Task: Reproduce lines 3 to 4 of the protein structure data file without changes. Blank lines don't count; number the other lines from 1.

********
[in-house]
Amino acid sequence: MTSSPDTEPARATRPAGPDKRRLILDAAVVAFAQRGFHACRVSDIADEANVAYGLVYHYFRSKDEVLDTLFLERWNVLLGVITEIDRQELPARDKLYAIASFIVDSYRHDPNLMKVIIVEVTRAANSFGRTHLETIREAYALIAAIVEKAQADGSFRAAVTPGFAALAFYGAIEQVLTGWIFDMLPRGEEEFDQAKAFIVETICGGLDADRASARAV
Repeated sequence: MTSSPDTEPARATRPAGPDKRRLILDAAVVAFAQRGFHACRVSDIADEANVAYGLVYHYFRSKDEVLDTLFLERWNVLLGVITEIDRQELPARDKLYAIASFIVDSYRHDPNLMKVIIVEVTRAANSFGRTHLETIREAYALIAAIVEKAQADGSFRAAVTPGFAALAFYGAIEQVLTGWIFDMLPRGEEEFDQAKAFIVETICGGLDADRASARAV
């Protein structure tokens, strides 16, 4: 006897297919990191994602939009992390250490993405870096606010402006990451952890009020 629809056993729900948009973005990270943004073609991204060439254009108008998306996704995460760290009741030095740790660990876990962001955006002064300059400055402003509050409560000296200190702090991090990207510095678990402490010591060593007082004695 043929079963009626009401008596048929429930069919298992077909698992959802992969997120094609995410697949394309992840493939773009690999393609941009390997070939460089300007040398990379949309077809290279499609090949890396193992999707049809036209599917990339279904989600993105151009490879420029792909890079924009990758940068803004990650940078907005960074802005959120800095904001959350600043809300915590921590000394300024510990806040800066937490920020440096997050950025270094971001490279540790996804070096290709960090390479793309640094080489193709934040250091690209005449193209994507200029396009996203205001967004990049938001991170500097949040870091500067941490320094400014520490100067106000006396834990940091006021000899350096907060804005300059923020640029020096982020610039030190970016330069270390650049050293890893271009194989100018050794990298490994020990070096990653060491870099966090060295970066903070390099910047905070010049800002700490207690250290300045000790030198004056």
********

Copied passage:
Repeated sequence: MTSSPDTEPARATRPAGPDKRRLILDAAVVAFAQRGFHACRVSDIADEANVAYGLVYHYFRSKDEVLDTLFLERWNVLLGVITEIDRQELPARDKLYAIASFIVDSYRHDPNLMKVIIVEVTRAANSFGRTHLETIREAYALIAAIVEKAQADGSFRAAVTPGFAALAFYGAIEQVLTGWIFDMLPRGEEEFDQAKAFIVETICGGLDADRASARAV
């Protein structure tokens, strides 16, 4: 006897297919990191994602939009992390250490993405870096606010402006990451952890009020 629809056993729900948009973005990270943004073609991204060439254009108008998306996704995460760290009741030095740790660990876990962001955006002064300059400055402003509050409560000296200190702090991090990207510095678990402490010591060593007082004695 043929079963009626009401008596048929429930069919298992077909698992959802992969997120094609995410697949394309992840493939773009690999393609941009390997070939460089300007040398990379949309077809290279499609090949890396193992999707049809036209599917990339279904989600993105151009490879420029792909890079924009990758940068803004990650940078907005960074802005959120800095904001959350600043809300915590921590000394300024510990806040800066937490920020440096997050950025270094971001490279540790996804070096290709960090390479793309640094080489193709934040250091690209005449193209994507200029396009996203205001967004990049938001991170500097949040870091500067941490320094400014520490100067106000006396834990940091006021000899350096907060804005300059923020640029020096982020610039030190970016330069270390650049050293890893271009194989100018050794990298490994020990070096990653060491870099966090060295970066903070390099910047905070010049800002700490207690250290300045000790030198004056």